Like Cuba maybe.

>>But if I could freely choose among states I would probably take Costa Rica or Trinidad and Tobago.

So go live there. Let me know how it goes.

>>(But if I could freely choose among states I would probably take Costa Rica or Trinidad and Tobago.)

Do you know what the word "utopia" means? It means "no place". It doesn't exist.

Oh, before I forget, I can name about 25 vassal states of a western government.

That western gov't is the EU and Germany is one of the vassal states.

Good luck with the Services Directive, the EU arrest warrant, subsidiarity, competencies, etc.

Euro? Oh. Never mind.

"That western gov't is the EU and Germany is one of the vassal states."

Apparently, Germany and France do not know their proper place as subjects of the EU government. They routinely violate EU regulations.

Btw, you get a gold star if you can guess "what" (or, rather, "who") the EC partly blamed the Euro zone slowdown on in 2003. (Here's a hint: "It's ______ fault!")

An Atomic Bundeswehr might be fun... we could give it radiological bombs and make it believe it were nuclear bombs, just as in the Rainer Karlsch thriller... yet on the second look not a good idea, because if a suitcase with $ 5 mio can go to the terrorists that easily a weapon of mass destruction can too. Just kidnap a Bundeswehr scout from Afghanistan and demand a handover of such a device in Iraq.

But seriously... I would be the first to admit that the German institutions are a pain in the neck, be it the inferiority-fearing soldier failing to play hazing rituals among comrades in a safe, sane and consensual manner or the coming-out-challenged cop stalking intellectuals after work at the local club. With authorities like this, who needs Hogan's Heroes?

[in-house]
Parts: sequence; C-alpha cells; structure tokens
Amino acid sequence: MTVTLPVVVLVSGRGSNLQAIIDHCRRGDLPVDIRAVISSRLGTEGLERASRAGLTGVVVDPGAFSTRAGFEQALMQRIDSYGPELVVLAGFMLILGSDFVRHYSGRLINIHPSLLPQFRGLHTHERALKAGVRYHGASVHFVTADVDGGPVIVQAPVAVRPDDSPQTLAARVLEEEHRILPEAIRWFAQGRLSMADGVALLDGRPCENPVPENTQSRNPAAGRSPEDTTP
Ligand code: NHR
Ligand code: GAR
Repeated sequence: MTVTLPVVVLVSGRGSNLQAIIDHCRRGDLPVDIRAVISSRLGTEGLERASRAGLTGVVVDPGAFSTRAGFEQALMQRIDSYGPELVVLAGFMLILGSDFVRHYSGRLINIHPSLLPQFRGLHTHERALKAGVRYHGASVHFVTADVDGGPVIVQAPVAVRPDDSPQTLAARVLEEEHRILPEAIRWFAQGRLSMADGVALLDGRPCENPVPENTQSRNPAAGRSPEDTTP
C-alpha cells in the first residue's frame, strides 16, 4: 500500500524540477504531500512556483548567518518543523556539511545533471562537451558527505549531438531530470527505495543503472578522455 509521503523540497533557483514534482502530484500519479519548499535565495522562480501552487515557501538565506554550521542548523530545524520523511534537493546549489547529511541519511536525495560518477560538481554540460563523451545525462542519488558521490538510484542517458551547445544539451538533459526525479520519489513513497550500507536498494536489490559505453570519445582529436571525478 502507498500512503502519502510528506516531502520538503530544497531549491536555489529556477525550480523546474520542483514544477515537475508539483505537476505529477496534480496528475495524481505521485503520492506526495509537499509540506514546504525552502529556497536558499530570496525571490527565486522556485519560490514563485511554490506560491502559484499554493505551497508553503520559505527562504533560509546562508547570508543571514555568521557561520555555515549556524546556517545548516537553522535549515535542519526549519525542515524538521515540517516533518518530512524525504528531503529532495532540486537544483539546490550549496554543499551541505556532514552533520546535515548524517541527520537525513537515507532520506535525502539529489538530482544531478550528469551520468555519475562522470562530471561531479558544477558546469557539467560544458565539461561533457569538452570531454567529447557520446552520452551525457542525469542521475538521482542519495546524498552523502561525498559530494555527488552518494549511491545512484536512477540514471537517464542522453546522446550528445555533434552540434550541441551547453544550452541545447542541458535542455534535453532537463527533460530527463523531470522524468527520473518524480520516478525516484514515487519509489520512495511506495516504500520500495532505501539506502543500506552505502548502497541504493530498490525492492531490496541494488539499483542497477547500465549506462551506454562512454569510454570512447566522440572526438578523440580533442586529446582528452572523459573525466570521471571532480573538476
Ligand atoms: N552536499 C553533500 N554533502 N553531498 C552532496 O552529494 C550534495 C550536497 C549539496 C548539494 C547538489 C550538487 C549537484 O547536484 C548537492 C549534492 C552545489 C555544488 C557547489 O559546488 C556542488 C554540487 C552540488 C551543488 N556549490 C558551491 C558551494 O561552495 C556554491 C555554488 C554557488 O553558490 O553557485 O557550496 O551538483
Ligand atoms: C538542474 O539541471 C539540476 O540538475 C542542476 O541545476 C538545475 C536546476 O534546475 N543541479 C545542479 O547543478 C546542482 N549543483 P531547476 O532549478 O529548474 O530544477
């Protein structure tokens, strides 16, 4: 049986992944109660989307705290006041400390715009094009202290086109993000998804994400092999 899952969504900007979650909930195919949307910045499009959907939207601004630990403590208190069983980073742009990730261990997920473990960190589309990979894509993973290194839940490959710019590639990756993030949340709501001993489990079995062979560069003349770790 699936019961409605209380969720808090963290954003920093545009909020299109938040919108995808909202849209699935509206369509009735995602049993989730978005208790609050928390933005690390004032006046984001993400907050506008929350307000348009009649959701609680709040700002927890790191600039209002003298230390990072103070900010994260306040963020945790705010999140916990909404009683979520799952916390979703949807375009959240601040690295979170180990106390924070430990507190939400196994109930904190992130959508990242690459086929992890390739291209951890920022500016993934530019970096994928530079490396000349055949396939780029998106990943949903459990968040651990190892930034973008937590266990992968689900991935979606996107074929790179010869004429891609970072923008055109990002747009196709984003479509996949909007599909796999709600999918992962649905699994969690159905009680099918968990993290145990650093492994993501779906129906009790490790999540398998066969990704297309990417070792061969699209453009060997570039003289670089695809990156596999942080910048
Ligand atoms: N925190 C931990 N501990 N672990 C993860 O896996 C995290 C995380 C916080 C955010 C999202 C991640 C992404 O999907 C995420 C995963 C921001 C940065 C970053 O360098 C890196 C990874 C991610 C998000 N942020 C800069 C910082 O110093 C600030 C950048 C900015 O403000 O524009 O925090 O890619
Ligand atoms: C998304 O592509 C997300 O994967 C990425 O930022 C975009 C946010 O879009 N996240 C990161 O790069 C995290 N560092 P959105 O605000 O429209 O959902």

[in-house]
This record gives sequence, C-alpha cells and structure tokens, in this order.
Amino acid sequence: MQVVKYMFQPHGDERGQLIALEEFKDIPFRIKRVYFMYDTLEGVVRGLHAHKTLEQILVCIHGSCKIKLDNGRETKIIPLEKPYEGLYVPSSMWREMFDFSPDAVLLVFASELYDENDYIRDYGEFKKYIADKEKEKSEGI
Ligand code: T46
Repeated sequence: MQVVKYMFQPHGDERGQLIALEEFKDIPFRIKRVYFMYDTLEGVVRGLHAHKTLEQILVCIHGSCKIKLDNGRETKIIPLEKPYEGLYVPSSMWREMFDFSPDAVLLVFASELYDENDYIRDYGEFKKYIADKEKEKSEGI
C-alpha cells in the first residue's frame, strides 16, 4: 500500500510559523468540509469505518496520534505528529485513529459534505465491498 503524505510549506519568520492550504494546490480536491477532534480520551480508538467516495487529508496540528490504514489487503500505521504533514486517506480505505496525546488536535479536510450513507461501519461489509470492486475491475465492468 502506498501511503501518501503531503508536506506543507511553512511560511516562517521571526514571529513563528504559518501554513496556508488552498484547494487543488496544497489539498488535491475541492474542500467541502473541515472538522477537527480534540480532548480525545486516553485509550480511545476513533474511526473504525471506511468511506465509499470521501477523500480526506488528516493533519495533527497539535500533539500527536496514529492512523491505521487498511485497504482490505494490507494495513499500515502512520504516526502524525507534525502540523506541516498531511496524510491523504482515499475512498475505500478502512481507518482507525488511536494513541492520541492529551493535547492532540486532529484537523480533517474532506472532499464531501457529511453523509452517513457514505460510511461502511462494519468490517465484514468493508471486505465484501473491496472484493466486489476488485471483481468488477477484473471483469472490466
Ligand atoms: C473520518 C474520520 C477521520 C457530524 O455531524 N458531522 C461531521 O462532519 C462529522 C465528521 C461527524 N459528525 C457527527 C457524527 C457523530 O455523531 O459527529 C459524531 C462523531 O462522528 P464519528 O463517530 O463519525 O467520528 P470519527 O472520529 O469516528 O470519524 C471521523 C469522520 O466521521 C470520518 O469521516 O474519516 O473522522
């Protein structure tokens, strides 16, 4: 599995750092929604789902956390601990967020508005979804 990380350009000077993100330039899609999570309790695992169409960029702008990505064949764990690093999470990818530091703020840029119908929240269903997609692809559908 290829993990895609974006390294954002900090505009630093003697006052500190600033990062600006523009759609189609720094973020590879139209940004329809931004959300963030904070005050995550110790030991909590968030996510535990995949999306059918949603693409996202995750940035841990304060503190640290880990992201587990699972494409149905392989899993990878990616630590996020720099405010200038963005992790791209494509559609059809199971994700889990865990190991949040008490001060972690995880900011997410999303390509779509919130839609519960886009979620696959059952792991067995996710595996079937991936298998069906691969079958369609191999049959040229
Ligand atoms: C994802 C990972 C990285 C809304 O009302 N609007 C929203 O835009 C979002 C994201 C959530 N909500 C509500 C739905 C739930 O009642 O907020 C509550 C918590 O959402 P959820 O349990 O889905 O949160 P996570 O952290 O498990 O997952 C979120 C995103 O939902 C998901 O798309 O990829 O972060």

@Pamela

>> the US government seems to see good reasons to approve torture of their sworn or suspected enemies.

>>>Back up that assertion with evidence.

It even explicitly stated what they deem to be appropriate means for interrogation and these means are in the view of international law torture. I'm confident that the US democracy will be strong enough to change that course after this government, probably the worst in US history, is out of office. I hope it will be strong enough to end illegal imprisonment of suspects and to restore the civil liberties of its citizens. (Hopefully, the European and other governments will then do the same.)

>> First, what the US (and other Western governments) always let their secret service men, soldiers, or soldiers of their puppet states

>>> Name one puppet state of the U.S. or any other Western gov't.

You probably know that the US, Germany and others send people (and, at least in case of Germany, even their citizens) to "allied" countries in which torture is widespread? Most of the states in the Near and Middle East are puppet states of the West, economically, politically, militarily

>> David just pretends to be naive when he says that Bush and Rumsfeld might have not known about what happened in Abu Ghraib: They didn't need to know details about locations, but they certainly have to know that people are tortured by their men and that they use information that was produced by torture in their vassal states.

>>> Really? Do you have any evidence that rises above rumor? If so, the United States Military would like to interview you. Also, 'vassal states' is a term that is so loaded it requires evidence to support the assertion.